Society considers infertility to be primarily a women’s issue. But findings show that up to 50% of infertility cases have a significant male component, and about 20% of infertility cases are solely male-related, according to Barry Witt, MD, a board-certified reproductive endocrinologist who is the medical director of WINFertility, which bills itself as family-building clinic. Witt is also an associate professor in the reproductive endocrinology and infertility division in the department of obstetrics and gynecology at the Yale School of Medicine.
“Although women typically initiate the evaluation of their infertility with their gynecologist or reproductive endocrinologist, it is critical to test the male with a semen analysis to see whether there are any male-related fertility issues that need to be addressed,” Witt says.
Many people believe that men are fertile forever, but this is a myth. Beginning at age 35, aging is associated with a significant decline in semen’s reproductive potency—in terms of sperm volume, motility and its size and shape. “This is also reflected in decreased pregnancy rates (25% to 35% lower in partners of older men) and a longer time [for women] to conceive,” Witt explains. “The risk of miscarriage is higher if the man is over 45. There has also been a direct link found between the man’s age and an increased risk for autism, schizophrenia and some genetic mutations in their offspring.”
Another myth is that frequent ejaculation decreases male fertility. But in men with normal semen quality, sperm concentrations and motility remain normal, even if they ejaculate every day. “In fact, in men with significantly reduced sperm counts, the sperm concentrations and motility may be highest with daily ejaculations,” Witt says. “Longer intervals of abstinence are actually associated with poorer semen parameters.”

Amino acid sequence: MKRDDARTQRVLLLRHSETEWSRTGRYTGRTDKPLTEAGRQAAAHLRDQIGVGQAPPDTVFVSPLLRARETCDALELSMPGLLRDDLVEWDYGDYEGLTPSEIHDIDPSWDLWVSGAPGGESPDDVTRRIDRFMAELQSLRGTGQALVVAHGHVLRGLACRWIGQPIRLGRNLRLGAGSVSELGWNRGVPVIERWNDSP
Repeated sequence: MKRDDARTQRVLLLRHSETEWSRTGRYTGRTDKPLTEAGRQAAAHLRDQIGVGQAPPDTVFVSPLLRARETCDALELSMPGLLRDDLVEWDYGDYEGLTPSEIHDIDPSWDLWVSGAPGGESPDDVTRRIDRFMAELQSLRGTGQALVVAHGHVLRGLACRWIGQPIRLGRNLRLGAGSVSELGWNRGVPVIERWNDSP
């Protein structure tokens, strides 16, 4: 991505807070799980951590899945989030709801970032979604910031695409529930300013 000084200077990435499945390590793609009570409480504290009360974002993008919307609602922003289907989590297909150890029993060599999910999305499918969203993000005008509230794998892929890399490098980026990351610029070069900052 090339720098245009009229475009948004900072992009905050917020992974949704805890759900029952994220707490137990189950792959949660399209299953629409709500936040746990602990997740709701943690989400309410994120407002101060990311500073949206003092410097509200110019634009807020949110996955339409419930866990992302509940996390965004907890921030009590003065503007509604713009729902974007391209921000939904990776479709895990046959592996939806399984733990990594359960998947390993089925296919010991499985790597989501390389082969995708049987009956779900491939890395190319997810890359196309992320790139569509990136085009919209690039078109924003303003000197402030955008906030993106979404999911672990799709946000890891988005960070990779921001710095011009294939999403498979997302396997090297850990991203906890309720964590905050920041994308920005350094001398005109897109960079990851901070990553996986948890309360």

Some people believe that taking testosterone can enhance a man’s fertility. However, testosterone has been studied as a male contraceptive. For men with low testosterone levels who are not planning on having children, taking supplemental testosterone can boost libido and energy.
“But the hormone suppresses the pituitary gland and shuts down sperm production, often resulting in very low or absent sperm in the ejaculate, which can last for many months after discontinuing the testosterone supplementation,” Witt says. “Men who are planning on creating a pregnancy should not take testosterone.” (Medications that increase men’s testosterone level without suppressing sperm production are available.)
Men and women who smoke double their risk for infertility. “While most men know that quitting smoking has obvious health advantages, many don’t realize how harmful cigarettes can be to fertility,” Witt observes. “Smokers have a significantly lower chance of creating a pregnancy each month, and smoking as few as five cigarettes per day has been associated with lower fertility rates.”
In addition, men with overweight may also experience decreased sexual desire, and men with morbid obesity may find it difficult to perform intercourse effectively. “Diet and exercise are important in trying to bring down the BMI [body mass index] to a more normal level, which will improve the semen parameters and the libido,” Witt advises.